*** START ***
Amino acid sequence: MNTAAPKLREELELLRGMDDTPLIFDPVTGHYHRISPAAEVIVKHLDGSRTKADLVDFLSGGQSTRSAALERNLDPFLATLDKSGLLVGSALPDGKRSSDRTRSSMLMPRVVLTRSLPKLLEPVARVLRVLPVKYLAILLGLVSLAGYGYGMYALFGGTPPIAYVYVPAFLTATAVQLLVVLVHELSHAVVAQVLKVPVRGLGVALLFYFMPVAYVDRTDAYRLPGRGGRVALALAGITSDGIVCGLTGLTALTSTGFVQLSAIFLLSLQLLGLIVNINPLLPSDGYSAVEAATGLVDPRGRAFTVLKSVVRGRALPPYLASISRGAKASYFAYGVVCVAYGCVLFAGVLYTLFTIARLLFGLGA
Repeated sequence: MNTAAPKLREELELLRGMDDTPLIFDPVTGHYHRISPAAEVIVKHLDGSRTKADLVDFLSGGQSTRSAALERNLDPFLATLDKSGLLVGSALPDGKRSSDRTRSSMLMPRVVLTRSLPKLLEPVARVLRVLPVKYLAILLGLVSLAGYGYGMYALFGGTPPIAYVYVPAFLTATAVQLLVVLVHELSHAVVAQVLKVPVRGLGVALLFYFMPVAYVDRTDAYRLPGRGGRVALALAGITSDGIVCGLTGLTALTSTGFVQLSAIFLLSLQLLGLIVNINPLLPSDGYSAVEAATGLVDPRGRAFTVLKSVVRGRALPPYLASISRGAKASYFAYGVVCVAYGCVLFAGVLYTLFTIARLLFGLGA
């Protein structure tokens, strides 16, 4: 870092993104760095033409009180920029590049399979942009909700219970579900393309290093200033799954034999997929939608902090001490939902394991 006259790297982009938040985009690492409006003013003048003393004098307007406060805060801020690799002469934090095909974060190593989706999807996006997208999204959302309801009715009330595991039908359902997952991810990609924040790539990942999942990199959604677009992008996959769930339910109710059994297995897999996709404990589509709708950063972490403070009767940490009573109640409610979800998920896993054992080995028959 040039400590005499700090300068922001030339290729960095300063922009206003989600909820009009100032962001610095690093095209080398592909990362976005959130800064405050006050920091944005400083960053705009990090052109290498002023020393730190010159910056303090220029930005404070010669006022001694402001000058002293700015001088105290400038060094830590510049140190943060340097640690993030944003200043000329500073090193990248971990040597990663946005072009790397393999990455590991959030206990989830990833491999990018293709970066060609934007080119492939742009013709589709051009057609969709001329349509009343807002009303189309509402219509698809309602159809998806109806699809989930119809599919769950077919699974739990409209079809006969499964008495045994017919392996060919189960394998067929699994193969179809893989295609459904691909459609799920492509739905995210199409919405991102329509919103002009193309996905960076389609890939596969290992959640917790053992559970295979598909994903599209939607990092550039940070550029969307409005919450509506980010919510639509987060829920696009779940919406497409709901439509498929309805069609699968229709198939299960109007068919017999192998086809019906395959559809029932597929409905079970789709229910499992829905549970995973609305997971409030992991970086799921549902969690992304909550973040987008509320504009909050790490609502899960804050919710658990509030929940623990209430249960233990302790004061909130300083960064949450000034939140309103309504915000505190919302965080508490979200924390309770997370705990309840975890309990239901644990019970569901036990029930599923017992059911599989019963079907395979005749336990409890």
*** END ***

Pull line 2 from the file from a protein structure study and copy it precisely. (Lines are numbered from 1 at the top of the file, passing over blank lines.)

Repeated sequence: MNTAAPKLREELELLRGMDDTPLIFDPVTGHYHRISPAAEVIVKHLDGSRTKADLVDFLSGGQSTRSAALERNLDPFLATLDKSGLLVGSALPDGKRSSDRTRSSMLMPRVVLTRSLPKLLEPVARVLRVLPVKYLAILLGLVSLAGYGYGMYALFGGTPPIAYVYVPAFLTATAVQLLVVLVHELSHAVVAQVLKVPVRGLGVALLFYFMPVAYVDRTDAYRLPGRGGRVALALAGITSDGIVCGLTGLTALTSTGFVQLSAIFLLSLQLLGLIVNINPLLPSDGYSAVEAATGLVDPRGRAFTVLKSVVRGRALPPYLASISRGAKASYFAYGVVCVAYGCVLFAGVLYTLFTIARLLFGLGA